The Organisation of Eastern Caribbean States (OECS) came into being on 18 June 1981, when seven Eastern Caribbean countries signed a treaty agreeing to cooperate with each other and promote unity and solidarity among the Members. The Treaty became known as the Treaty of Basseterre, so named in honour of the capital city of St. Kitts and Nevis where it was signed.
Led by the Government of Nigeria and supported by the European Union, the United Nations, and the World Bank, the North-East Nigeria Recovery and Peace Building Assessment (RPBA) is a systematic analysis of the physical, social and economic impacts of the conflict with Boko Haram. The assessment builds on previous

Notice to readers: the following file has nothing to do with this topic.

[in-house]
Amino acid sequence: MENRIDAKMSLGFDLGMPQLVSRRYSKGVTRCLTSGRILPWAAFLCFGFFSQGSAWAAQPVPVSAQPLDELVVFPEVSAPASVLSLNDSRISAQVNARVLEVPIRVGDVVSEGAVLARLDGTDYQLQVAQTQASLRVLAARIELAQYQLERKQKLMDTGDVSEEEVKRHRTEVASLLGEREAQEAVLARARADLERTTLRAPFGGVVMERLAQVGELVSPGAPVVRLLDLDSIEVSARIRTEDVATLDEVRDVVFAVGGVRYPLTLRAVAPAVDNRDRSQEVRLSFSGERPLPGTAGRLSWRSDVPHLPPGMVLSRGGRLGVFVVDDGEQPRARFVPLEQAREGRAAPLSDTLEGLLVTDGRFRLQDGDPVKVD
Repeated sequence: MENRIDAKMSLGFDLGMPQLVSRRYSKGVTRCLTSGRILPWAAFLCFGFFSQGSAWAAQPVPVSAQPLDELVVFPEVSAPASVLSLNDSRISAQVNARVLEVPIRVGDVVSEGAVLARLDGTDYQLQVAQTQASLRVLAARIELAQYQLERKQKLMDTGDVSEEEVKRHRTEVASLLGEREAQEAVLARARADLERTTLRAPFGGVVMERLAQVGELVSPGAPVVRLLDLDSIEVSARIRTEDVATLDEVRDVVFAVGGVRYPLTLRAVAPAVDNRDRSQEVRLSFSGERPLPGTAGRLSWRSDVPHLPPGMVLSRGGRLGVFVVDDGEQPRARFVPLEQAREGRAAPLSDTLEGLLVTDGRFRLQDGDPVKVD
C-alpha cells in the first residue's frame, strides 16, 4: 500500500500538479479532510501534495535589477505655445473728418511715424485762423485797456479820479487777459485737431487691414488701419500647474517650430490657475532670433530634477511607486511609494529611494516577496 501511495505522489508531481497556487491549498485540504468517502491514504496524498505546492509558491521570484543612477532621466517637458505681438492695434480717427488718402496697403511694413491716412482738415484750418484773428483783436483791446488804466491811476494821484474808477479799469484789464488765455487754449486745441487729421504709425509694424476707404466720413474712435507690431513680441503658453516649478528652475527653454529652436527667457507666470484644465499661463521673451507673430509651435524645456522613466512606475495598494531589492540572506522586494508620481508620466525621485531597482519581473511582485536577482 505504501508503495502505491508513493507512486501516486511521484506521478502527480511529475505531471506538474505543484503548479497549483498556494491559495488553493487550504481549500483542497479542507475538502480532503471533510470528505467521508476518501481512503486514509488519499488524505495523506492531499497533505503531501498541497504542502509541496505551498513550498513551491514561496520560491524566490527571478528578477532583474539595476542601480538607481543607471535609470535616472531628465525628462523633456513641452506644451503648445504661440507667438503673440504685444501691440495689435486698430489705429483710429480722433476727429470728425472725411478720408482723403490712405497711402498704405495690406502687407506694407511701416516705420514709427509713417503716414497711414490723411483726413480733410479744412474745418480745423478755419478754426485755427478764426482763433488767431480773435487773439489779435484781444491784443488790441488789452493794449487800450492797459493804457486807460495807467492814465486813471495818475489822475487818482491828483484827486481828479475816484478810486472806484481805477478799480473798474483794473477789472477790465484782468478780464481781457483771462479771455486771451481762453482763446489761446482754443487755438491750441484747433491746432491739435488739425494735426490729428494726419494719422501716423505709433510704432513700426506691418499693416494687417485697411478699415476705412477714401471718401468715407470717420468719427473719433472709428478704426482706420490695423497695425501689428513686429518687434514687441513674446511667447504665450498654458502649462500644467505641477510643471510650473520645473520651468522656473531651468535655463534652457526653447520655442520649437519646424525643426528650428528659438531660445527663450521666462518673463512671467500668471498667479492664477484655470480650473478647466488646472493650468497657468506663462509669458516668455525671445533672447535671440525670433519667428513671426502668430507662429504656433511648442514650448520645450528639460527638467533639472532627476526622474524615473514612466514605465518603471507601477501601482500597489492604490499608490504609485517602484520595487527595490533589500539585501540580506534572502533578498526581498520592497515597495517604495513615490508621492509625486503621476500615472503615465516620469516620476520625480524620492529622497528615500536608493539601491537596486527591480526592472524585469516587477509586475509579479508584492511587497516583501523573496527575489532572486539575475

studies and analyses detailed information collected by the states, resulting in an overarching framework for stability, peace building and recovery of the region.
All EU Member States are participating States of the Organisation for Security and Co-operation in Europe (OSCE). Altogether, the OSCE has 57 participating States from Europe, North America, and Central Asia and spans a geographical area from Vancouver to Vladivostok. All 57 participating States enjoy equal status and decisions are taken by consensus on a politically, but not legally binding basis.
Les relations entre l’Union européenne (UE) et la Communauté Économique des États de l'Afrique Centrale (CEEAC) sont également régies par l’Accord de Cotonou, bien que la CEEAC ne soit pas partie signataire.